It’s called ‘Narrow Road’, but the palate in this Cabernet by Schild Estate shows immense depth and scope. A wine of great opulence and intensity, it pours into the glass as a rich, ruby red.
The fruit for this wine is harvested by hand. Every element of the winemaking process is aimed at retaining optimal fruit-driven flavour. It is aged in a mixture of new and old oak.
This is an incredibly concentrated Cabernet, with fine tannins and impressive structure. Primary fruit comes through strongly, with notes of forest fruit and juicy plum. The finish is long, and lingering, with subtle alcohol warmth.
High quality cork, but the dumpy bottle doesn't impress. Estate-grown, 27 barrels made. Succulently rich plum and blackberry jam fruit, the alcohol (just) under control, the palate long and balanced.
96 points, Wine Companion (September 2019)
It’s monumental in flavour and monumental in texture. It’s creamy-smooth, ripped with blackcurrant and plum, sprayed with minty herbs and lacquered with resin. There are floral elements, almost into heightened blackcurrant. I wouldn’t call it complex and it is indeed oak heavy. But the stuffing and the feel and the follow-through of it; it’s very impressive.
94 points, The Wine Front (December 2019)
Deepish red with a tinge of purple, bright colour and a compelling raspberry-like aroma. Hints of walnuts. It's fruit-driven and the cabernet component is clearly evident. The wine is intense and rich, concentrated and driving, with a long aftertaste which has a touch of elegance and refinement about it. There's a juiciness and a warmth of alcohol, and the whole thing hangs together beautifully. A very tasty glass of red.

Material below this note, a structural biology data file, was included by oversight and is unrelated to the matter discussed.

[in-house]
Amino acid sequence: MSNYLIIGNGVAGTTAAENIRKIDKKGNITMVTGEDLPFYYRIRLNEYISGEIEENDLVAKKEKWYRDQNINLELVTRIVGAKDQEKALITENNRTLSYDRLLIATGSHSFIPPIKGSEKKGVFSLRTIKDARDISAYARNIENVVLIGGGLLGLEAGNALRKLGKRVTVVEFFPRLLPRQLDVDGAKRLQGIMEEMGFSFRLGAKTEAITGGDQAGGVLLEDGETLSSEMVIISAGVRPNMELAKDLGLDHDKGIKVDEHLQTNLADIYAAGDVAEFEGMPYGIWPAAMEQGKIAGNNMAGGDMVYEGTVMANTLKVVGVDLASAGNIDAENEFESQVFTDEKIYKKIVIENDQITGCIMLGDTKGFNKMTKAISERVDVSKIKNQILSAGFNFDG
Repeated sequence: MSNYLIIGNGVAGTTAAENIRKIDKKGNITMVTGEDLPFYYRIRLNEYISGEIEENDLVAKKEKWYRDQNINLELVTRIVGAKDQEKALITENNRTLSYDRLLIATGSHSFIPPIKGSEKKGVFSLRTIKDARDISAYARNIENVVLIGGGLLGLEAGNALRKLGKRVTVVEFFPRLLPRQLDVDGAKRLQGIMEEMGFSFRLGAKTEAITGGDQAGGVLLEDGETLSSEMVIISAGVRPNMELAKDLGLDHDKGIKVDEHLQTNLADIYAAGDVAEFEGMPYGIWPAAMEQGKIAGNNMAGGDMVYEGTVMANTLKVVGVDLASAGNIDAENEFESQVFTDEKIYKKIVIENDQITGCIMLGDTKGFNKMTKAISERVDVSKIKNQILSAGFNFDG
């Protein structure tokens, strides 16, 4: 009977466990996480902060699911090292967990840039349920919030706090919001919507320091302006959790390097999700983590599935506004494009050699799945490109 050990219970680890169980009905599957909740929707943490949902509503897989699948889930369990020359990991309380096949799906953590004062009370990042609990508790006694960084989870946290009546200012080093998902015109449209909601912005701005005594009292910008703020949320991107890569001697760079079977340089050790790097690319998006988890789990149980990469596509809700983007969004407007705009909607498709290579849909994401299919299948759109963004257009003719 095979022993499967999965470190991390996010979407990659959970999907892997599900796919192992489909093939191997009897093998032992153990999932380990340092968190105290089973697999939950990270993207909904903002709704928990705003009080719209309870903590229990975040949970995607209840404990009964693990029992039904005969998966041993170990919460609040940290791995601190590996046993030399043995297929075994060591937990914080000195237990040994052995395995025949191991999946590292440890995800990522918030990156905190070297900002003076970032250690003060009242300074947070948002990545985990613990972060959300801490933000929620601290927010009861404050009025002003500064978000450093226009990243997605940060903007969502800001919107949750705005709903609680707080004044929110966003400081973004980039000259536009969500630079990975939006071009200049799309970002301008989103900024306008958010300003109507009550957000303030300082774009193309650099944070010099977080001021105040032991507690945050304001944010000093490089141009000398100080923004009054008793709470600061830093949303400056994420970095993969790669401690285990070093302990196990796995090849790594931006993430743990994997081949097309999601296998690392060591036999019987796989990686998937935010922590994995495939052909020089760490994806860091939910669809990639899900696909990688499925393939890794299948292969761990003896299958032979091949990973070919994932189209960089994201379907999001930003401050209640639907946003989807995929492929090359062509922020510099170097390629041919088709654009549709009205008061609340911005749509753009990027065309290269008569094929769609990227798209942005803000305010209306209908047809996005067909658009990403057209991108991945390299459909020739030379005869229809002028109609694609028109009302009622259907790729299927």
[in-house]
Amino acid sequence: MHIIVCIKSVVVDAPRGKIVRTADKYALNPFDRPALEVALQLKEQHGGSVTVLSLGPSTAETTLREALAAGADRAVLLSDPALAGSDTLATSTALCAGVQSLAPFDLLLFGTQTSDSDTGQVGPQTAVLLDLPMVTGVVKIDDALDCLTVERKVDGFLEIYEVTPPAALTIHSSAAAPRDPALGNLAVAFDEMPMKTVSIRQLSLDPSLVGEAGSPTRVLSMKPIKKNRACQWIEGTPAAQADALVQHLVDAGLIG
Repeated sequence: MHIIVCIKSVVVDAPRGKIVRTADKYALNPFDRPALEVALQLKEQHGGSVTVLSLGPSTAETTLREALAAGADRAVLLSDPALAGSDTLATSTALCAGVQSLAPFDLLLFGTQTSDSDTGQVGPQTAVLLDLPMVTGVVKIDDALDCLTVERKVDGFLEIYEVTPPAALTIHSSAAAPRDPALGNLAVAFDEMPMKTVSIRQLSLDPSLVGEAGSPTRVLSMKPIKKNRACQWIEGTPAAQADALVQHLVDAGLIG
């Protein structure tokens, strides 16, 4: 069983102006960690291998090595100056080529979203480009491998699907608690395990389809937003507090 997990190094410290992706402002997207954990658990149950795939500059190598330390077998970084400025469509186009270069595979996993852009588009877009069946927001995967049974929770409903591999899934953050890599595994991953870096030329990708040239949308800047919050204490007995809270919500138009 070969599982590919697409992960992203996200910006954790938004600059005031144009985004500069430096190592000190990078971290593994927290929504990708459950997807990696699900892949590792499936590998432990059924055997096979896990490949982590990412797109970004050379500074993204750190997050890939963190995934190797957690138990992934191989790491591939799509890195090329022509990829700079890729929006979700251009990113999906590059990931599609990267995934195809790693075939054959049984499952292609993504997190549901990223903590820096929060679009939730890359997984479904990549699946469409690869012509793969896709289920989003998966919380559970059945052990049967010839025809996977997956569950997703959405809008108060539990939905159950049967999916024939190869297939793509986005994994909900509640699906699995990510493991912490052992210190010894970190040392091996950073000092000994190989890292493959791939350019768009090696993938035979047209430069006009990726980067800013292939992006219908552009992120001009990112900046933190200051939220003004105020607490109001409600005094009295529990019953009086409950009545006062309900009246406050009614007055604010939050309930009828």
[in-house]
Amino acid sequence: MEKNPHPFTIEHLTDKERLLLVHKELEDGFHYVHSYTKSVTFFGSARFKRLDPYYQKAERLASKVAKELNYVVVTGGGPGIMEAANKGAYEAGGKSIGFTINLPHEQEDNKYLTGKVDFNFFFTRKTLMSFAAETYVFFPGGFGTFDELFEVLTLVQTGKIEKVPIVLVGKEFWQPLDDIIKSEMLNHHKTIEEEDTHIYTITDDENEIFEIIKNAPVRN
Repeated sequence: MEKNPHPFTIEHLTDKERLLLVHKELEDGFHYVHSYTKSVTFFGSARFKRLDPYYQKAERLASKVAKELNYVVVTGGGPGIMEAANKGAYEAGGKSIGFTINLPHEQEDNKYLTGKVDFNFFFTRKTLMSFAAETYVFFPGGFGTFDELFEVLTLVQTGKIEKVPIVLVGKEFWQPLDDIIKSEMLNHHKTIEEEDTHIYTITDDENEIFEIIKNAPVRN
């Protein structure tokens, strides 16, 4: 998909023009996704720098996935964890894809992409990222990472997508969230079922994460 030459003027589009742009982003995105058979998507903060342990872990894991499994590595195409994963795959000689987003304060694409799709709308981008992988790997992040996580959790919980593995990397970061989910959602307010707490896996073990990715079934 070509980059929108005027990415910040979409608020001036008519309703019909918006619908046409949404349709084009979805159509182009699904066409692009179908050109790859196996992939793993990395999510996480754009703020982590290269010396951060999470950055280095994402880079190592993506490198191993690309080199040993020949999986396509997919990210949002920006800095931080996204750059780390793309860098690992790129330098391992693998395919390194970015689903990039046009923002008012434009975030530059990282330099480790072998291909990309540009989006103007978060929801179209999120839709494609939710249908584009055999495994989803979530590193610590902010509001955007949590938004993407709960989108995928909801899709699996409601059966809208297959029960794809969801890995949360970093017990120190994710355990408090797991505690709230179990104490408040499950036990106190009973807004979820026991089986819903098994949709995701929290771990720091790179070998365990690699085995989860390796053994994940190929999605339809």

94 points, The Real Review (December 2019)
Mint and sage notes accent the nose of the 2017 Narrow Road Vineyard Shiraz-Cabernet Sauvignon, a 70-30 blend of the two varieties. Like in the 2016, the Cabernet takes charge, delivering those herbal notes, as well as ample cassis flavors. The wine is medium to full-bodied, with a generous yet structured feel on the palate, with fine-grained tannins that turn silky on the long, chocolate-tinged finish.
92 points, Wine Advocate (August 2020)
Colonel William Light, the South Australian colony’s Surveyor-General, named the Barossa in 1837 after the site of an English victory over the French in the Spanish Peninsular War. In the mid-1800’s Silesian and English immigrants settled in the area. The Barossa itself comprises two distinct sub-regions: Eden Valley and the warmer Barossa Valley floor at 270m.The Barossa Valley enjoys a warm Mediterranean climate characterised by hot dry summers and relatively low rainfall. Cool sea breezes from the Gulf of St Vincent modify the temperature, however hot northerly winds can occasionally dominate creating considerable vine stress. Many older established vineyards are dry-grown, but supplementary irrigation is also extensively used. The valley is comprised of rich brown soils and alluvial sands. A long history of uninterrupted viticulture in the area means the Barossa valley is home to Australia’s largest concentration of old-vine Shiraz, Grenache and Mourvedre with many over 100 years old. Although most famous for Shiraz, the Barossa can also produce fragrant and deliciously fruity Grenache blends and beautifully rich, chocolatey Cabernet Sauvignons.